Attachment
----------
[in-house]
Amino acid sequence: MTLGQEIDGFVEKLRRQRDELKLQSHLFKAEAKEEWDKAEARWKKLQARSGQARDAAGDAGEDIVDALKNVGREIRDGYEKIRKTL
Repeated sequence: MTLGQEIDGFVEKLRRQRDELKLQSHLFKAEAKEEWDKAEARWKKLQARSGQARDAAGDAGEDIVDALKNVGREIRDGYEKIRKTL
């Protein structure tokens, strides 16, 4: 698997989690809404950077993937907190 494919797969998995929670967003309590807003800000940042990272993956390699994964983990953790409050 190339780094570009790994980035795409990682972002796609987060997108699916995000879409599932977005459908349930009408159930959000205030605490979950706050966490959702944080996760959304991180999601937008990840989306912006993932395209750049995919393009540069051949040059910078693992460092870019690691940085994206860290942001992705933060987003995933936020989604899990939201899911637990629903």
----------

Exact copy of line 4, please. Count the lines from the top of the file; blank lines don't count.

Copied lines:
């Protein structure tokens, strides 16, 4: 698997989690809404950077993937907190 494919797969998995929670967003309590807003800000940042990272993956390699994964983990953790409050 190339780094570009790994980035795409990682972002796609987060997108699916995000879409599932977005459908349930009408159930959000205030605490979950706050966490959702944080996760959304991180999601937008990840989306912006993932395209750049995919393009540069051949040059910078693992460092870019690691940085994206860290942001992705933060987003995933936020989604899990939201899911637990629903």